(note – this is not an actual description of my ketamine experiences but an allegory for what the overall ketamine journey has been like for me)
One day, you hear about a carnival near you that has a new roller coaster. It’s called the K-Tripper, and lots of people are talking about it, but opinions are all over the place as to whether it’s any good or not. After some back-and-forth, you decide to see what’s what, and you buy a six-ride pass.
The first time you go to the carnival, you get to the gate, and there’s a big arrow pointing straight down right next to the entrance that says, “K-Tripper line starts here.” Right next to the sign is a stool with a ticket attendant, so you step up and show her your pass. She seems super nice, and she gives you a big smile, flourishes an ink stamp, and says, “Hold out your hand.”
The instant she stamps your hand, a GIGANTIC man – all dressed in leather and chains – grabs you, drags you around the corner, and throws you into the back seat of a waiting car. Before you can even realize what happened, the car takes off in a screeching cloud of smoke. For the next little while (on later reflection, you realize that it could have been anywhere from five minutes to five hours), you are completely at the mercy of your mystery driver while you go places and see things that are absolutely bizarre.
The next morning, you wake up in your own bed. Your memory of the previous evening is pretty fuzzy. You can’t really remember where you went or what happened, but you do know it was hands-down the craziest thing you’ve ever experienced.
Later that day, you realize that you feel good. Very good. (Like, “WOW! I can’t even remember the last time I felt this good!” good.) Which you can’t make sense of, considering how weird last night was. But you decide not to look a gift horse in the mouth, and you just accept it for what it is.
A few days later, you go back to the carnival with your pass. To say you’re nervous would be a lie. You. Are. Terrified. You drive around the block to see if there are any suss-looking cars lurking anywhere near. (There aren’t.) You watch the place for a long time to see if that guy is anywhere around. (He’s not.) You carefully inspect the area around the entrance to see if there’s anywhere someone like that could hide. (There isn’t.)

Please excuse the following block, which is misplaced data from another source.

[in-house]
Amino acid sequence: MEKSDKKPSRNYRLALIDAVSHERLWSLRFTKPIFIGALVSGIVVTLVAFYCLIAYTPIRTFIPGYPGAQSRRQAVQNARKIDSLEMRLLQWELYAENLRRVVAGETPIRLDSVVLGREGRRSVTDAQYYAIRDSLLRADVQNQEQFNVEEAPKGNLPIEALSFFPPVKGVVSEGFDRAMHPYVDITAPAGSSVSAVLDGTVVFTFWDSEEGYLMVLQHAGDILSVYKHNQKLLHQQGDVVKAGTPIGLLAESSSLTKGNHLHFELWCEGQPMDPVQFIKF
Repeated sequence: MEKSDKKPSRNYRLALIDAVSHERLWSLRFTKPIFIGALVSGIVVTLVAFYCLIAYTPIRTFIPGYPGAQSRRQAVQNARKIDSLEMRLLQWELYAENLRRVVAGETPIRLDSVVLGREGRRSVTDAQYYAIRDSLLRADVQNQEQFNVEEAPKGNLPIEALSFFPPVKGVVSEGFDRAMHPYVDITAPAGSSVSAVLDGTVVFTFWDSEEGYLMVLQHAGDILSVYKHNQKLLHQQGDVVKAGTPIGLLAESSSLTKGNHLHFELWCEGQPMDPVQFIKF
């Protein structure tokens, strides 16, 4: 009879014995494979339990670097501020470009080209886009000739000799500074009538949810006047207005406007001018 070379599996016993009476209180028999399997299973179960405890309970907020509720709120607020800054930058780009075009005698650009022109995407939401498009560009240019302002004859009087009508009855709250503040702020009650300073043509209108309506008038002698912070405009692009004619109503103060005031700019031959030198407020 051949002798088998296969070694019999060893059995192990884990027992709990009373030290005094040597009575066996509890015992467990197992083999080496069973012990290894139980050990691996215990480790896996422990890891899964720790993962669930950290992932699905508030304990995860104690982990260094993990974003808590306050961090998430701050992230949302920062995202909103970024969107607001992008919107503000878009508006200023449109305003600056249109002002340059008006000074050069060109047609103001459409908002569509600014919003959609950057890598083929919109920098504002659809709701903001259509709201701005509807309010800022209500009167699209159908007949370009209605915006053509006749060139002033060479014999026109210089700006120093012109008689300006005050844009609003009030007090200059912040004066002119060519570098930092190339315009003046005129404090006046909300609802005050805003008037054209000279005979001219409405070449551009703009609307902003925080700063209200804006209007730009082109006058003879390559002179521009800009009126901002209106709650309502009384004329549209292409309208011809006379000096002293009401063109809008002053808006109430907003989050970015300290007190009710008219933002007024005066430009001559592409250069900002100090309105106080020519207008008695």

The whole time you’re doing your approach, the attendant is watching you and smiling. You ask her how it’s going, and she tells you it’s great – just another beautiful day. You’re still not sure what to think because there’s gotta be something sketchy about this place. But she’s super nice, and she remembers your name and asks how your day went and seems genuinely glad you are back to try the ride again. So you show her your pass.
The big guy jerks you off your feet in one motion, runs around the corner, and throws you into the back of that car! You get another evening full of the craziest kind of stuff – stuff so weird you can’t even find words for it.
And the next day, after you calm down a little, you realize that you feel great again. “What the heck is going on?” you ask yourself.
All six times you visit, the carnival is like that. Each time, you are shanghaied before you ever even get to the gate. Each time, the car ride is different – the crazy stuff is always COMPLETELY nuts, but it’s never the same thing twice. And, each time, you are dumped out on the curb at home, completely disoriented. And absolutely unharmed.
You also feel fantastic the day (and days) after every single visit to the carnival.
So you keep going back. You gradually accept that it’s not ever going to be what you think it should be. You learn to accept that you’re not going to have control over any of it (once that big guy grabs you, you ARE going in the car – and your say over what happens is done until the car spits you out). But you also learn that you always end up completely unhurt by the experience, so you fairly quickly get over (most of) your nervousness about going to the carnival. And you DO keep going because the days after are worth it.